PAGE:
So I recently quit my job and started my own school with the support of a local media company, the second largest school district in Iowa, and a groundswell of community interest.
Our philosophy boils down to a fairly liberal project-based learning environment. As I began the marketing push to enroll students, I uncovered some frankly stunning assumptions that many students have about learning:
- The word "project" is not a happy word. When I say project-based learning, most students grimace as they imagine prescribed PowerPoints.
- If a teacher doesn't plan it, it's not learning.
- If there isn't a test, it wasn't real.
- Their personal interests cannot inform their learning. Learning is sterile, and the actual usage of the word "learning," to them, is quite different from what a professional might consider learning.
I'm not complaining -- in fact, these assumptions are the reason that I struck out on my own in the first place -- but I was flat-out surprised by their ubiquity.
Let’s break each assumption down.
1. "Project" is the Noun-iest
The word "project" gets thrown around quite a bit and literally could mean any person, place or thing depending on who's doing the talking. I asked a focus group of 16-year-olds what a project was.
- Over 90% included descriptions mentioning the word PowerPoint and/or a presentation.
- Over 75% included descriptions relegating projects to the end of a course.
- Hardly any students indicated doing something project-like as a way to enter into new content.
In short, we seem to have students who believe that projects are for assessment purposes only. This is a pretty serious marketing problem for the concept of project-based learning -- or, as my team refers to it, "learning."
To appeal to the concreteness of most teenagers, we've begun sharing examples, workflows and projects with potential applicants. I'm exceedingly proud of a project that combined programming, math and psychology. It began when a student approached me to discuss a psychology article he'd read about researchers attempting to mathematically figure out what describes a beautiful face. This conversation lasted about seven minutes and took some serious turns. This is the work of a project-based teacher.
We ended up asking a question about emotions. We went deep into some social concerns the student had about how people misinterpret each other, or how other cultures clash facially. We devised a project where the student would program a face that could randomize the position of its features. We would then ask a test subject to classify this face.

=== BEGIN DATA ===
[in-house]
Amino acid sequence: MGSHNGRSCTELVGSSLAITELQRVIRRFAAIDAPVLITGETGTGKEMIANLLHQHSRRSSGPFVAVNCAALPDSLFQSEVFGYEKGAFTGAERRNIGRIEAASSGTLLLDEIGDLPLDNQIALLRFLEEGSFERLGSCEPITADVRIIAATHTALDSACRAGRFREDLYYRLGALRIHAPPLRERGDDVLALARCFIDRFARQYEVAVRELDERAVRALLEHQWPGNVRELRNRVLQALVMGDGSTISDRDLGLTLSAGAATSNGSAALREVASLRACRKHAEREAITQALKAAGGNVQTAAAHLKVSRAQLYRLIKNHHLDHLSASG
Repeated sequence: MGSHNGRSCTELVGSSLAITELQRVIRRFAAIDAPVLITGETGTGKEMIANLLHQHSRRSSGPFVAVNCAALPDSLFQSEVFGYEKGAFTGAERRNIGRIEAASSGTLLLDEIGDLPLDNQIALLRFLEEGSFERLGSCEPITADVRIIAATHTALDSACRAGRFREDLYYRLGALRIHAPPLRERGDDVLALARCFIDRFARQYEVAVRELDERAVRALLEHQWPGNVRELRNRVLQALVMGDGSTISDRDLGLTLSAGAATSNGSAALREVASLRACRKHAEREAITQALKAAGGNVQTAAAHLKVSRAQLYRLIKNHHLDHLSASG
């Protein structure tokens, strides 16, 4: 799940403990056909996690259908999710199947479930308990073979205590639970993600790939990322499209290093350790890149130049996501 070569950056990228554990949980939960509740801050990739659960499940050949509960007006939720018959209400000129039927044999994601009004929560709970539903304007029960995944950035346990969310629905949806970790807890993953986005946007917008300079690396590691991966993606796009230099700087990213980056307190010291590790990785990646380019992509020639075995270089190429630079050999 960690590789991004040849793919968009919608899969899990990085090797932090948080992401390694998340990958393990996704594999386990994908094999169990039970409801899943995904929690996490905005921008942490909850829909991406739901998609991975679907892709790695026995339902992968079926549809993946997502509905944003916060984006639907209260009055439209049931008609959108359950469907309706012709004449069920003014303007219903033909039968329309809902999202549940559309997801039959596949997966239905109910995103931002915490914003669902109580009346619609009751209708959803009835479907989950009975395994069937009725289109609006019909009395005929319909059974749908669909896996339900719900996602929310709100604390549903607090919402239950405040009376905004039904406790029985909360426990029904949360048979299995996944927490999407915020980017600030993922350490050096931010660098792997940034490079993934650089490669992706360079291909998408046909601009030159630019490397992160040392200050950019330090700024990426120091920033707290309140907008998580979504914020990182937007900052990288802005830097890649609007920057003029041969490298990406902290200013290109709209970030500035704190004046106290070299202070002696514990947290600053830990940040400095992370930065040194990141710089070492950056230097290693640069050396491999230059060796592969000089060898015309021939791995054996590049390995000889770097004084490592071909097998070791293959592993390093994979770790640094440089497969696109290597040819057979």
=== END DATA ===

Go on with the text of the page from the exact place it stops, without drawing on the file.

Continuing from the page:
PBL student facial expression project
Credit: Shawn Cornally
This project is exactly the kind of work that I want students doing.
2. What If the Teacher Doesn't Do All the Planning?
The only problem with the face project was that this student had never programmed or designed anything like this in his life. So we set to work figuring out what technologies the student would need to learn, and where I would step in to bridge gaps for him. We made a plan of what felt like a reasonable amount of workload and frustration. He took on creating the face graphics, and I promised to do most of the database heavy lifting -- although we agreed that he should be able to explain how the data flows through his project once he finished.
This was the kind of co-planning that I love, and so did the student, as he gave the project the highest praise a teenager can give anything: he stayed up until 2:00 AM working on it.
3. Was the Test Hard?
The culture of testing is not something worth commenting on, simply because we all know it's a problem. However, there's a derivative issue -- many students have been convinced that, if learning isn't accompanied by the psychological stress of an exam, then they're somehow "let off the hook" and can devalue the content.
The face project is the assessment and the learning simultaneously. I don't really have to wonder if my student learned some programming. He did, and you can see it here. I don't really have to wonder if my student learned about slope, ratios and statistics; his data set is right here.
4. Codifying What Learning Has Happened
The biggest question people ask the faculty at my new school is, "How do you make sure they learn everything they need to learn?"
The answer is almost always that we eclipse the standard curriculum sometime in the winter, simply because so many big ideas are packaged together.
It's truly amazing to watch a student dig into something he or she loves. That sentence has been written hundreds of times on education blogs around the Internet, but it's no less true for the wear. Before granting resources to our students to begin working on their projects, we ask the following:
- Is this something you'll be proud of in five years? Or will you at least be proud of the younger you for taking this on five years ago?
- Does this combine two or more disciplines?
- Will you work on this when no one is watching over you?
- Who else cares about the results of your project?
- What content do you think you'll learn?
The best part is question five. No matter what, that list expands nearly tenfold by the end of the project, to the point where we have to call time on their final presentations.